Reports Third Quarter Losses's significant decreases in third quarter revenue and handle is being blamed on the weak economy and the aftermath of the Sept. 11 terrorist attacks in New York and Washington, D.C.

Revenue fell 19% to $1.13 million for the third quarter ending Sept. 30, down from $1.39 million for the same period of 2000. Handle also dropped 16% to $18.8 million, down from $22.4 million a year ago.

The company was able to improve its net loss to $3.7 million, a loss of 19 cents per share, from a loss of $4 million, 20 cents per share, for the third quarter of 2000.

"The events of September 11 wreaked havoc on our industry, which was already beginning to suffer from widespread economic weakness," said co-chief executive officer Phillip Hermann. "Immediately after the attacks, both horse racing and pari-mutuel wagering were shut down for up to a week at some racetracks, and have slowly gained back some momentum. Two months later, signs are now beginning to point to stabilization within the market for horse racing pari-mutuel wagering, and we feel that is positioned well for this recovery with our fully operational hub in Oregon, unparalleled content and technology, and favorable developments in the state of California."

For the nine months ended Sept. 30, 2001, reported revenue of $4.5 million compared with revenue of $4.6 million for the first nine months of 2000. The company reduced its year-to-date net loss by 13% to $9.3 million, or 48 cents per common share, for the nine months ended Sept. 30, compared with a net loss before extraordinary item of $10.7 million, or 55 cents per common share, for the first nine months of 2000.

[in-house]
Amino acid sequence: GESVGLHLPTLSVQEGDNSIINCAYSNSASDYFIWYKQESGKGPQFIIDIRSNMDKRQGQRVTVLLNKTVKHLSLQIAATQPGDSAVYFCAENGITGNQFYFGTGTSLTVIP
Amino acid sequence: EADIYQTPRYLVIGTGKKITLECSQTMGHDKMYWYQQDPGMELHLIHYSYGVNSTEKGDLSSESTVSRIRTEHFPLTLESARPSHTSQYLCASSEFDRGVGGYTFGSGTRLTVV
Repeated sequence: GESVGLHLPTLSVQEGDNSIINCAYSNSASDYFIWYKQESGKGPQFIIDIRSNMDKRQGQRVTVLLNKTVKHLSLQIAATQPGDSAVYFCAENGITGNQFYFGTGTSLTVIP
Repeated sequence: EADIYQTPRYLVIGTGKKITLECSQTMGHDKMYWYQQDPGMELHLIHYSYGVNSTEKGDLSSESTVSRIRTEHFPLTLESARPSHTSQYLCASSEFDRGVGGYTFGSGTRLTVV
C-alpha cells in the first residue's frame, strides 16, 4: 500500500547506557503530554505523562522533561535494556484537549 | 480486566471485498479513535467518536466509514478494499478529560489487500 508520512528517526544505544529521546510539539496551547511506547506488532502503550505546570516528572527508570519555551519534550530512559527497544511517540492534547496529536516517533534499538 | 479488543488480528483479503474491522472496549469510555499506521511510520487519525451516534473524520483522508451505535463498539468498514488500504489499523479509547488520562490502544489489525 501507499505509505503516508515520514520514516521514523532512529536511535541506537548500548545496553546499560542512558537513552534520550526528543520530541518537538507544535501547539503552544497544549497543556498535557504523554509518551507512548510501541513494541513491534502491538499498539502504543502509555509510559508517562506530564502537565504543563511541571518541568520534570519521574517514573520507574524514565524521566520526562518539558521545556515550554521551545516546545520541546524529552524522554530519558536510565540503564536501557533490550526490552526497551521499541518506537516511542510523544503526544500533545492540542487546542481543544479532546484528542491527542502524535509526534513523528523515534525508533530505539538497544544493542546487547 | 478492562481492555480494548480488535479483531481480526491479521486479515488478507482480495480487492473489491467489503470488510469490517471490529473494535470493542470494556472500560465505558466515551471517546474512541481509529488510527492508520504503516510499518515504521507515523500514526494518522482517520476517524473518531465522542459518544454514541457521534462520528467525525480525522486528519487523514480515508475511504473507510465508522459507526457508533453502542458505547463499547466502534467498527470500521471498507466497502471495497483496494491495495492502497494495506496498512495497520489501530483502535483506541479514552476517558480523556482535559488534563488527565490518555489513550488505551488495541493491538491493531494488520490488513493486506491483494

During the first two quarters of 2000, executed the buyback and retirement of senior convertible notes resulting in an extraordinary gain of $7.3 million, or 37 cents per common share. Including the extraordinary item, the company reported a net loss of $3.4 million, or 18 cents per common share, for the first nine months 2000.

Company executives said they are expecting significantly accelerated revenue and handle at the beginning of next year now that California has approved account wagering.

"Fans in the California market represent the largest single subset of the horse racing industry as a whole," said Ron Luniewski, who shares chief executive officer duties with Hermann. chairman Robert Fell stepped down as CEO this week, but retained the chairmanship.

"Existing and new Youbet members could be brought to active status on January 1, upon approval of the new regulations," Luniewski said. is currently prohibited from taking wagers from Californians as part of settlement made with Los Angeles law enforcement agencies in January 2000. Los Angeles Police and Sheriff's officers raided the company as part of an investigation as to whether was violating state anti-bookmaking laws. To avoid going to court, the company settled by agreeing not to take wagers from California residents and paying a $1.3 million fine.

Luniewski said the company is addressing the settlement conditions and expects a favorable resolution soon.